During the summer, millions of Americans who love to enjoy the hot sun should do their best to protect their skin from harmful ultraviolet rays by following strict sunscreen practices.
What SPF should your sunscreen have?
Find out how it may help premature aging and skin cancer.
Roughly one in five Americans would eventually develop some form of skin cancer over their lifetime, the American Academy of Dermatology (AAD) said in a 2022 report.
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However, the organization recommended that individuals can reduce the risk by wearing protective clothing while outside, such as long-sleeved shirts, pants, hats and sunglasses, as well as seeking shade.
Moreover, sunscreen can also help individuals avoid developing wrinkles and help stop age spots. Read below to find out the best practices regarding sunscreen before you go out this summer.
What SPF should your sunscreen have?
The American Academy of Dermatology recommends sunscreen with broad-spectrum protection against UVA and UVB rays, one that is SPF 30 or higher and is also water-resistant.
“SPF” stands for sun protective factor, but many people think the number relates to the time of solar exposure.
Yet this is not correct, said Dr. Darrell Rigel, clinical professor of dermatology at Mount Sinai Icahn School of Medicine and a former president of the American Academy of Dermatology, during a 2022 interview with Fox News Digital.
“For example, many consumers believe that, if they normally get sunburn in one hour, then an SPF 15 sunscreen allows them to stay in the sun 15 hours (i.e., 15 times longer) without getting sunburn. This is not true because SPF is not directly related to the time of solar exposure but to [the] amount of solar exposure,” the Food Drug and Administration (FDA) said.
Most people will need to reapply sunscreen every 90 minutes, but sweating or swimming may require more frequent application intervals.
The SPF number tells how long the sun’s UV radiation will take to cause a sunburn when using sunscreen (as directed) compared to the amount of time without sunscreen, Rigel said.
“Because SPF values are determined from a test that measures protection against sunburn caused by UVB radiation, SPF values only indicate a sunscreen’s UVB protection,” the FDA said.
Rigel encourages the use of SPF of 50 or higher, as many people only put 25%-50% of the required amount of sunscreen to reach the SPF amount on the label. So if they are applying SPF 15 or SPF 30, they might be getting less protection than expected.
What areas of the skin need sunscreen?
Rigel recommends applying sunscreen on all exposed skin, taking special care to not forget the nose, as roughly a third of all skin cancers are on the nose because it “sticks out.”
“Most adults need about 1 ounce – or enough to fill a shot glass – to fully cover their entire body. Don’t forget to apply to the tops of your feet, your neck, your ears and the top of your head,” the AAD said.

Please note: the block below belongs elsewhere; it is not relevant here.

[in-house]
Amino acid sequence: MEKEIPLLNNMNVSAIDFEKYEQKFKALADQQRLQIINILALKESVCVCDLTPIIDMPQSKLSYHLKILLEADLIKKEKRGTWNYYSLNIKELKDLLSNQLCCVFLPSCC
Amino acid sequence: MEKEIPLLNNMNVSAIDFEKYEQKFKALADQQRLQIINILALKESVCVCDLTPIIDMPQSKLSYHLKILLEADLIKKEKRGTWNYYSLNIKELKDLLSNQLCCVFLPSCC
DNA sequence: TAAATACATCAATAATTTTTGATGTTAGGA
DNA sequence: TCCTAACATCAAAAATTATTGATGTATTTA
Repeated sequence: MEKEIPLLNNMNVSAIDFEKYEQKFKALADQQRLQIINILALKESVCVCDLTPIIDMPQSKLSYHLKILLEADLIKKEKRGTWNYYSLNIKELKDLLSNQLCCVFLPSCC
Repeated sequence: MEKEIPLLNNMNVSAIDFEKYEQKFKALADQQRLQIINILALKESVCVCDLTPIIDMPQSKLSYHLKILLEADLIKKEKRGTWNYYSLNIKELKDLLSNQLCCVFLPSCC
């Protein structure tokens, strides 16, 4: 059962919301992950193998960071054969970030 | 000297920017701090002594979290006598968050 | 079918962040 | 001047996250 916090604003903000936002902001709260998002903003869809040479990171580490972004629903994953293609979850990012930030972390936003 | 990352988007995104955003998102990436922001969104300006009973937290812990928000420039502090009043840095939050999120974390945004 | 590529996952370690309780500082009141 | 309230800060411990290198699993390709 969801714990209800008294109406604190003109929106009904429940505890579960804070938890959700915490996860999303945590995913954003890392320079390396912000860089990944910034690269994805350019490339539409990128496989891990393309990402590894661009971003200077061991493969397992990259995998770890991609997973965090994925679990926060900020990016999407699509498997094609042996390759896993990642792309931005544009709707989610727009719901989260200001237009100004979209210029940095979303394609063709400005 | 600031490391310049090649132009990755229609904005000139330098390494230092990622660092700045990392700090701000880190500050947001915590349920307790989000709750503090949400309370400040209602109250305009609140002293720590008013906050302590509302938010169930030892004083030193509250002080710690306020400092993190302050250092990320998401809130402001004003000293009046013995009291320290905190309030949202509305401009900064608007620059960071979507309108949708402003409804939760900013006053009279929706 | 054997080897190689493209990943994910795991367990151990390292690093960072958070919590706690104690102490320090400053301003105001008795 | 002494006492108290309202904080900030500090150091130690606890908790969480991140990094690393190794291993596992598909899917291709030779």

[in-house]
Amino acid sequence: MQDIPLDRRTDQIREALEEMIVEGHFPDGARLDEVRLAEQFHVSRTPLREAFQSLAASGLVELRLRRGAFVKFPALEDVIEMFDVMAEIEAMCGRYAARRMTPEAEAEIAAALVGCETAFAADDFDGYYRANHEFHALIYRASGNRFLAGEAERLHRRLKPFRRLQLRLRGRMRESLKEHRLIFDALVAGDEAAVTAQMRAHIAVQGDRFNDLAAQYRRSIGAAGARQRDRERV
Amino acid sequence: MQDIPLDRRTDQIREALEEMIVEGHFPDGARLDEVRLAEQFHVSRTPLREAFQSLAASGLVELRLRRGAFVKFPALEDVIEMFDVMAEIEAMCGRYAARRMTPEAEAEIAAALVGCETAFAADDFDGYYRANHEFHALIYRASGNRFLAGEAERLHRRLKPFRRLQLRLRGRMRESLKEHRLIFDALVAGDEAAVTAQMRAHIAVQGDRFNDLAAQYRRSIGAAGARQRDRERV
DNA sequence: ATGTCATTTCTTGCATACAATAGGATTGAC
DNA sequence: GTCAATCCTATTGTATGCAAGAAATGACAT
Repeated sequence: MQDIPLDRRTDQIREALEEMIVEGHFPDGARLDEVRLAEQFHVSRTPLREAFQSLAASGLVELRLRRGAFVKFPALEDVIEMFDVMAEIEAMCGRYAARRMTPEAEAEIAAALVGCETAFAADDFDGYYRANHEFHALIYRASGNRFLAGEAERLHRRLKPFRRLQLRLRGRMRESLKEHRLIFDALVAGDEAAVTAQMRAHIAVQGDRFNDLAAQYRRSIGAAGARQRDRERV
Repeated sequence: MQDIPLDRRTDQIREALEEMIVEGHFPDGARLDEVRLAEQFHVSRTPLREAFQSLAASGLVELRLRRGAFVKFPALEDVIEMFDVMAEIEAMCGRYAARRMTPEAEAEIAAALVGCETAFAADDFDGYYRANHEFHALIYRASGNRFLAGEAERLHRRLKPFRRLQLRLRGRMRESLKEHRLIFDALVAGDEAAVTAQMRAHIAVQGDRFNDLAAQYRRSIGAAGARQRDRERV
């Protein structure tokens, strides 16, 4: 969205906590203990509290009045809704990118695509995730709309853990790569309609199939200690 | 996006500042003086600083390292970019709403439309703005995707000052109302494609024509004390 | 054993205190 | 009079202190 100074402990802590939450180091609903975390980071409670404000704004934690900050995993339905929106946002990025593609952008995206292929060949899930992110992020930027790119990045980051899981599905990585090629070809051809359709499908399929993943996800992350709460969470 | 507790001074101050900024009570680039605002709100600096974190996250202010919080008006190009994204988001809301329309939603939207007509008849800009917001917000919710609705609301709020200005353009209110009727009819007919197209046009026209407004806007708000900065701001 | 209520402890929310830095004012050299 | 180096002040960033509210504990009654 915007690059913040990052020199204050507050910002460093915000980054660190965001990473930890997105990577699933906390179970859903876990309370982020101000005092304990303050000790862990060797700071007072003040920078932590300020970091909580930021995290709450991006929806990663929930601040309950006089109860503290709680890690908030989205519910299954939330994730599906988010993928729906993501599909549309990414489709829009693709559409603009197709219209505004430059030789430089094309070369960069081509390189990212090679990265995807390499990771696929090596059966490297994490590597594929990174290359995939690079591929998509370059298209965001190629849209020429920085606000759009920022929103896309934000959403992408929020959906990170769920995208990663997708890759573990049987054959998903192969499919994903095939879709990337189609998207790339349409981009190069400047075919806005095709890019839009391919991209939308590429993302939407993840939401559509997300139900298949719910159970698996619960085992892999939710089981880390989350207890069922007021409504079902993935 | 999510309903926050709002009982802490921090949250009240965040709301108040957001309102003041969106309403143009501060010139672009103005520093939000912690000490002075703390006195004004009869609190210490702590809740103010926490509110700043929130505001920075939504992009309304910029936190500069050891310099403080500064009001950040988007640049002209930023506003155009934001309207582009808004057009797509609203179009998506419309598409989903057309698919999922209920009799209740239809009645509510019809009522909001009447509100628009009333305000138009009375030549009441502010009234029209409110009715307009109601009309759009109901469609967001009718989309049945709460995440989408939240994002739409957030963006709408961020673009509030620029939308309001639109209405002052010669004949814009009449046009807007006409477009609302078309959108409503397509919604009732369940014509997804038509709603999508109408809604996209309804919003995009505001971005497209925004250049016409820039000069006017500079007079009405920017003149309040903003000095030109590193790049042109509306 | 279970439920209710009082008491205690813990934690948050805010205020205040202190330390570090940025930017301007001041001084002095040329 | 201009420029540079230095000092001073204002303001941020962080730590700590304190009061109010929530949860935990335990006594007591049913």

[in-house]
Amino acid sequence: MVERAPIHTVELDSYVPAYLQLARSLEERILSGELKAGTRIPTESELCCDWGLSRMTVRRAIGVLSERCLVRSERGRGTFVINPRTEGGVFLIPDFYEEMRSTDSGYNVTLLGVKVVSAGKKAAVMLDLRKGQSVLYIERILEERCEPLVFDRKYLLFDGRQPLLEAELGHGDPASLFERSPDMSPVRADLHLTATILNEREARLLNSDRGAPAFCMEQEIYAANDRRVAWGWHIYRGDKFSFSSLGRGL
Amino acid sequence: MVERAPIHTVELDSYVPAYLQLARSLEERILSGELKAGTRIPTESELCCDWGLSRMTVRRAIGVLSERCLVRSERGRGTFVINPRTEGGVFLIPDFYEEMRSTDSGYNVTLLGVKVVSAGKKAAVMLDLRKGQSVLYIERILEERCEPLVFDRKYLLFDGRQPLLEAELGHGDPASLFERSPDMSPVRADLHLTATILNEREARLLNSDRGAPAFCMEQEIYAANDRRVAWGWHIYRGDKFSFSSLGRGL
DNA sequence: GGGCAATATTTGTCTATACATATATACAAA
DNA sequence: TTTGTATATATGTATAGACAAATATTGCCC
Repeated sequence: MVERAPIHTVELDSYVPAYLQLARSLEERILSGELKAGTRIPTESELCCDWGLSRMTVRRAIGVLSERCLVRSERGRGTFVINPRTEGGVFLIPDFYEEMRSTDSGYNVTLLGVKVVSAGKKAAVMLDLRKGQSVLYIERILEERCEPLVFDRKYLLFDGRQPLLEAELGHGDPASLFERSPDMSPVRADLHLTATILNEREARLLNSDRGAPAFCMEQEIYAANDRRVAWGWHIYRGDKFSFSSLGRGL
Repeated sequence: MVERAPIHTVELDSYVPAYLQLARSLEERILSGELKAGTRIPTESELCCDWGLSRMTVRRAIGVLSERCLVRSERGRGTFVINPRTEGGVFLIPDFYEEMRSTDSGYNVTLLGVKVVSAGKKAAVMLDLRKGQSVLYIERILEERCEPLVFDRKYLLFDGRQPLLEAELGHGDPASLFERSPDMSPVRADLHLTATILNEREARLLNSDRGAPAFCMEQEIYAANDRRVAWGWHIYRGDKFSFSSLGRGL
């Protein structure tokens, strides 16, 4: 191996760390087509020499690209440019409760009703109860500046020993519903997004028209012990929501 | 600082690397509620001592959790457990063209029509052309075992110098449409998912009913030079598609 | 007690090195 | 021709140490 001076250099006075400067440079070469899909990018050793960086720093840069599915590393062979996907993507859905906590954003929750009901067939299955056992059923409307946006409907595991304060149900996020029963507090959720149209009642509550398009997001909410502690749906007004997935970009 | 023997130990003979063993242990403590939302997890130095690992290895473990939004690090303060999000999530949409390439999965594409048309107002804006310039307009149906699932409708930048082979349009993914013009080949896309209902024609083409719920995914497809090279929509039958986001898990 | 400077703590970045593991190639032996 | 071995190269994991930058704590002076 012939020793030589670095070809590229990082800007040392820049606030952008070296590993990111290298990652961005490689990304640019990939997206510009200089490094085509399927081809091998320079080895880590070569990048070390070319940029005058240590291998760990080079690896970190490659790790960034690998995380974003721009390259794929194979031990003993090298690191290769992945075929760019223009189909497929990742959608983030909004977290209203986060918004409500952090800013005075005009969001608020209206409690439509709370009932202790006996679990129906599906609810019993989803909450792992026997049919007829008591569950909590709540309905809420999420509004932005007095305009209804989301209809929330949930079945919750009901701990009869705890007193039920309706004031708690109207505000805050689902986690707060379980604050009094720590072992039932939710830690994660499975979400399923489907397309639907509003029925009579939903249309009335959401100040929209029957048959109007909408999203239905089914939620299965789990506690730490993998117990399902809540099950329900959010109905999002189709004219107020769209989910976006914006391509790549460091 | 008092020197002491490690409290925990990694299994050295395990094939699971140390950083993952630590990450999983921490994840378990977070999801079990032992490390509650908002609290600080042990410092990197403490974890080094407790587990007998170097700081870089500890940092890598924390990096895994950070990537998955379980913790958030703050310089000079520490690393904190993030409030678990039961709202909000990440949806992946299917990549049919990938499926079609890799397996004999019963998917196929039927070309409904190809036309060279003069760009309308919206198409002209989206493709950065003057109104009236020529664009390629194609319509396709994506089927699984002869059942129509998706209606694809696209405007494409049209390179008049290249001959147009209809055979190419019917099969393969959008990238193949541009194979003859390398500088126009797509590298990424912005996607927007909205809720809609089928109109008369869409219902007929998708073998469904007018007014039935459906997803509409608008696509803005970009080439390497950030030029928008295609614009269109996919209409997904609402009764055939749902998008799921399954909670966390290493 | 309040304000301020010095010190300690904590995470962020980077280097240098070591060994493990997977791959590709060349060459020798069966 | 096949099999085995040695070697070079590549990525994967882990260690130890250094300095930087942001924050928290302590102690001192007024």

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Rigel said most people will need to reapply sunscreen every 90 minutes, but sweating or swimming may require more frequent intervals.
He told Fox News Digital that no sunscreen is “waterproof” because all sunscreens will wash off, but sunscreens are labeled “water-resistant” or “very water-resistant.”
“The labels are required to state whether the sunscreen remains effective for 40 minutes or 80 minutes when swimming or sweating, and all sunscreens must provide directions on when to reapply,” the FDA said on their website.
Rigel explained that “water-resistant” sunscreens are rated effective for 40 minutes, while “very water-resistant” are effective for 80 minutes.
He recommends the best sunscreen to use is the one you will use on a regular basis.
About 50% sunscreens are sold as sprays, he said. Although they more easily cover more surface area, he said that non-spray formulations are often more effective, as it’s difficult sometimes to tell what part of the skin the spray has covered, compared to lotions, which allow people to more accurate.
“Even on cloudy days, up to 80% of the sun’s harmful UV rays can penetrate the clouds.”
Ultimately, he said it comes down to personal preference — and reminds that sunscreens alone may not protect the skin.
The American Academy of Dermatology recommends avoiding the sun’s rays when they are strongest, which is usually between 10 a.m. and 2 p.m.
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“If your shadow is shorter than you are, seek shade,” the AAD said.
Dermatologists also recommend wearing clothing to cover the skin, such a long-sleeved shirt, pants, a wide-brimmed hat and sunglasses with UV protection.
And don’t just wear sunscreen when the sun’s out. Apply sunscreen daily if you are going to be outside, because the sun emits harmful UV rays all year.
“Even on cloudy days, up to 80% of the sun’s harmful UV rays can penetrate the clouds,” the AAD said.
How should you treat a sunburn?
Rigel suggested cooling lotions containing menthol and 1% hydrocortisone cream to treat inflammation as well as aspirin to treat any swelling, redness or discomfort.
Normally the skin’s epidermal cells turn over in 28 days; but we don’t see the skin turn over because they normally slough off in the shower.
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But when we have a sunburn, the skin turns over in 5–7 days because the injured skin cells don’t have time to separate, leading to visible peeling of skin, Rigel said.
He said a sunburn will typically heal fine as long there is no blistering, which is a sign of a second-degree burn.
A second-degree burn that gives blistering may lead to scarring and the number of blistering episodes directly correlates to the risk of developing melanoma later in life, Rigel said.
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